Sam Banks, our Technical Digital Strategist at Fuelius, explains how to set up lead scoring in HubSpot watch the video or follow the guide below…
Find out how to set up lead scoring in HubSpot which uses your customer behaviour to tell you exactly which leads you should be targeting to win more sales and new customers. You'll be able to actively prioritise leads within your database and maximise your potential to convert by focusing on warmer leads.
In this article, we will be going through lead scoring, or more specifically the prioritisation of leads. If you're not already familiar with what lead scoring is, lead scoring is a methodology to give you better visibility, better handoff, and ultimately better prioritisation of your actual contacts in your database.
Most companies within the actual tech sphere have got a database of individuals, companies or opportunities, it's often hard to understand which of those hundreds, thousands, hundreds of thousands or millions of records are the ones that are warm.
- Logging into your account
- Building a lead score based on properties
- Build a framework
- Company-based lead score
Logging into your account
Lead scoring is a framework that can be used in conjunction with life cycle stages and other forms of segmentation to give you better visibility over particular actions or values or data that you hold against these different records. And luckily for you, HubSpot can help you do that. So, in order to actually access HubSpot, what you want to do is log into your actual HubSpot instance and then head over to the top right where it says settings.
From there, you want to head down to properties and then if it's individual, so lead scoring based on an individual, you want to head to the contact object and then search for a property called score. From there, you're going to see that you've got a system field created by HubSpot, named HubSpot score, which is going to look slightly different if not similar to other fields in the form of basic info like any property or field in HubSpot has, but more specifically, when you switch it to the field type, it looks a bit different.
Building a lead score based on properties
What this allows you to do is build a score based on other properties and values that you hold within HubSpot or fields, you may have integrated through other systems such as data syncs, wider third-party integrations, or APIs you may have built. As you can see, it split out into rubrics between positive and negative.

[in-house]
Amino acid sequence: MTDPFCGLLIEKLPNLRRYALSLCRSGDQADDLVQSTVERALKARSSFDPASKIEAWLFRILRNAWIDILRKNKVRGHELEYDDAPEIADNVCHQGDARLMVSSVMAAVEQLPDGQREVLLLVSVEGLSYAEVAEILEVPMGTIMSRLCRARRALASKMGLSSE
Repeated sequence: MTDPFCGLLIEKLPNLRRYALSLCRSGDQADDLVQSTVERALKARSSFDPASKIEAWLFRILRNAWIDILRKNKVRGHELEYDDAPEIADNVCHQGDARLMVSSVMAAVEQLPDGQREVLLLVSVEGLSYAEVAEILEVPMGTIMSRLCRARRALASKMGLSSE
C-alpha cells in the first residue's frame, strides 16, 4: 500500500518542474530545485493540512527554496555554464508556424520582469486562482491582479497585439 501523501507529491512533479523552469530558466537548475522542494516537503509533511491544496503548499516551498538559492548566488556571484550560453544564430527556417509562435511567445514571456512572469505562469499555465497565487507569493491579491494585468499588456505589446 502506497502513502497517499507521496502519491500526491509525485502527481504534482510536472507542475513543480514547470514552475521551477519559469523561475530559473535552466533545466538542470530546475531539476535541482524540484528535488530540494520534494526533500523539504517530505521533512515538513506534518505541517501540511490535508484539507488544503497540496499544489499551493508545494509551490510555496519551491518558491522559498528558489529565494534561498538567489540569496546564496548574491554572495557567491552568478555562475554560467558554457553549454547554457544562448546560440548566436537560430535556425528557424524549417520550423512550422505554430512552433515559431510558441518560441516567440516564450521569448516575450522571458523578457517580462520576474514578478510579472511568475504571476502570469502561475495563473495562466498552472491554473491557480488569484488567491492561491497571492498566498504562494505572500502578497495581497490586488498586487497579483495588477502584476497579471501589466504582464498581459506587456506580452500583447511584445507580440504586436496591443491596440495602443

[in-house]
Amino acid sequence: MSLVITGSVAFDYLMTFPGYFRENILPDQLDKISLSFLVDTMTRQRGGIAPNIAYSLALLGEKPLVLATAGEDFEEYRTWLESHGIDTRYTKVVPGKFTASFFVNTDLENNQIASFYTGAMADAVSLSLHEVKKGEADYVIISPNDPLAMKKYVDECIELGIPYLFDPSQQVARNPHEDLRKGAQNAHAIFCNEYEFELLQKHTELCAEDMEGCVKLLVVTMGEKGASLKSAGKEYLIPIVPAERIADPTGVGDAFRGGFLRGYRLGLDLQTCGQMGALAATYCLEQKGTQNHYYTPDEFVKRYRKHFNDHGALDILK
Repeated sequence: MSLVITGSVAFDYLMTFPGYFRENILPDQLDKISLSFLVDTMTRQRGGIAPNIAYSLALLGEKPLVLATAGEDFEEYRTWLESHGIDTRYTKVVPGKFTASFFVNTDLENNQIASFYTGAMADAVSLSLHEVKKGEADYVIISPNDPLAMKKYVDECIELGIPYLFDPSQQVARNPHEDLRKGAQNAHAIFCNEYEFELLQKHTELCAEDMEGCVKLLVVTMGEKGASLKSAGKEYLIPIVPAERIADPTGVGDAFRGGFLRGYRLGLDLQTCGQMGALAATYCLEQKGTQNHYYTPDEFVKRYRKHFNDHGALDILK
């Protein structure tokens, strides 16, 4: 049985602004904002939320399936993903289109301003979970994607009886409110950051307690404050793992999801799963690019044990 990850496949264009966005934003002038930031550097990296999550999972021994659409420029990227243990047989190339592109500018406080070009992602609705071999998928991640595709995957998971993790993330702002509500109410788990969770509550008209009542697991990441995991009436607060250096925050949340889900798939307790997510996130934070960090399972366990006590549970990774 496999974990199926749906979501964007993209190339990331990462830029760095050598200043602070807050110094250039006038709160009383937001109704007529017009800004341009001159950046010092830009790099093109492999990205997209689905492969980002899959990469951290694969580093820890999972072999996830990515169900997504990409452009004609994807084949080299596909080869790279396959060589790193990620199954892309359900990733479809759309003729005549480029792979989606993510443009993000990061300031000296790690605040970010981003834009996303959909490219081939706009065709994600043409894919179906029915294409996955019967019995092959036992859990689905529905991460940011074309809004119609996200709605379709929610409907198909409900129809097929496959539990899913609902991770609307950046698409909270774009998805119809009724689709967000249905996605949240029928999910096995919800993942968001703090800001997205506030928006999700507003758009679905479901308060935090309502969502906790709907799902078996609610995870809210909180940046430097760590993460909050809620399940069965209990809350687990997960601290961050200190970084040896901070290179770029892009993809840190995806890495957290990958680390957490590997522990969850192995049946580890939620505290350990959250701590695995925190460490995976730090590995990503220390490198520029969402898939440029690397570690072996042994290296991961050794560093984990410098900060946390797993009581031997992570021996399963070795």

Build a framework
From here, what you can do is start building out a framework of different criteria a lead can have to give you an allocation of points or in HubSpot's case score. You can build a lead score on the left-hand side, by adding a company property on the number of employees being greater than 50, and if that is true, it will grant them 20 points.
In our example, we have built out subsequent other rules, such as if a contact has viewed the pricing page, score them 25 points. Similarly, if we know the phone number of the actual contact, the individual's phone number, whether that comes through a form or manual entry, gives them five points and so on for other key information that you want.
The information you can score on can either be a mixture of implicit or explicit depending on what you actually want to achieve. What you can also do is score negatively, meaning that it will allow you to score based on values that you don't necessarily deem as a hot lead, such as if someone unsubscribes from all their email being equal to true.
In our example, we put a weighted minus 100 on the score to really knock them down in terms of basically the prioritisation of that particular lead. The question we often face is, how many points should you score? What's the limit? How do you manage that? And typically the score can be whatever you want.
It could be a score of 900. It could be a score of 850. It could be a score of five, it could be a score of tens. There is no real set way to approach lead scoring that is universal. There are a lot of different methods in how you allocate points, and there's lots of reading you can do. Typically what we like to recommend is to allocate your scores based on double digits.
This allows you to not have single digits where the difference is so minor, but yet the context of that value is higher. So, for example, if we know someone has used the pricing page four times in the last 30 days, we may give them eight points, but then a phone number is six points. There's not enough difference between the two to really say what is the valuable piece there.